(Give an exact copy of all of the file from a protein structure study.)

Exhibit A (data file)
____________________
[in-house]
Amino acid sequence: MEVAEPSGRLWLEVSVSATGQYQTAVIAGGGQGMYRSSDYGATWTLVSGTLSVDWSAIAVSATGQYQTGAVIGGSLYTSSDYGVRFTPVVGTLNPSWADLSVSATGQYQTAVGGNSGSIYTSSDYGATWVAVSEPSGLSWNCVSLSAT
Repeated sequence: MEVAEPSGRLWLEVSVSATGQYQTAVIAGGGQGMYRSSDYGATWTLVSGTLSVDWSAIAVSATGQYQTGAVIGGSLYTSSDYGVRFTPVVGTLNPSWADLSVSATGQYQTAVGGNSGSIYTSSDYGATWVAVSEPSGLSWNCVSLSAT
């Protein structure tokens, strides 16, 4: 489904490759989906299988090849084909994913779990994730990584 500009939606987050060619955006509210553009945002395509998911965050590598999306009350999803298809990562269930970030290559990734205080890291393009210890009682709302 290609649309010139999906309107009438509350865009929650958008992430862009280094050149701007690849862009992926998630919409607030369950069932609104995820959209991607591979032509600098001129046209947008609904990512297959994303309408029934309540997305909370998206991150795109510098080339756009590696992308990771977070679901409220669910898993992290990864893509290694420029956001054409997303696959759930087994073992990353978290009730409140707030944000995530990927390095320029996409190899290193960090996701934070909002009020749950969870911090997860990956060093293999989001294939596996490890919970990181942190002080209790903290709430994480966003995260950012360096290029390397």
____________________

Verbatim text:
[in-house]
Amino acid sequence: MEVAEPSGRLWLEVSVSATGQYQTAVIAGGGQGMYRSSDYGATWTLVSGTLSVDWSAIAVSATGQYQTGAVIGGSLYTSSDYGVRFTPVVGTLNPSWADLSVSATGQYQTAVGGNSGSIYTSSDYGATWVAVSEPSGLSWNCVSLSAT
Repeated sequence: MEVAEPSGRLWLEVSVSATGQYQTAVIAGGGQGMYRSSDYGATWTLVSGTLSVDWSAIAVSATGQYQTGAVIGGSLYTSSDYGVRFTPVVGTLNPSWADLSVSATGQYQTAVGGNSGSIYTSSDYGATWVAVSEPSGLSWNCVSLSAT
């Protein structure tokens, strides 16, 4: 489904490759989906299988090849084909994913779990994730990584 500009939606987050060619955006509210553009945002395509998911965050590598999306009350999803298809990562269930970030290559990734205080890291393009210890009682709302 290609649309010139999906309107009438509350865009929650958008992430862009280094050149701007690849862009992926998630919409607030369950069932609104995820959209991607591979032509600098001129046209947008609904990512297959994303309408029934309540997305909370998206991150795109510098080339756009590696992308990771977070679901409220669910898993992290990864893509290694420029956001054409997303696959759930087994073992990353978290009730409140707030944000995530990927390095320029996409190899290193960090996701934070909002009020749950969870911090997860990956060093293999989001294939596996490890919970990181942190002080209790903290709430994480966003995260950012360096290029390397």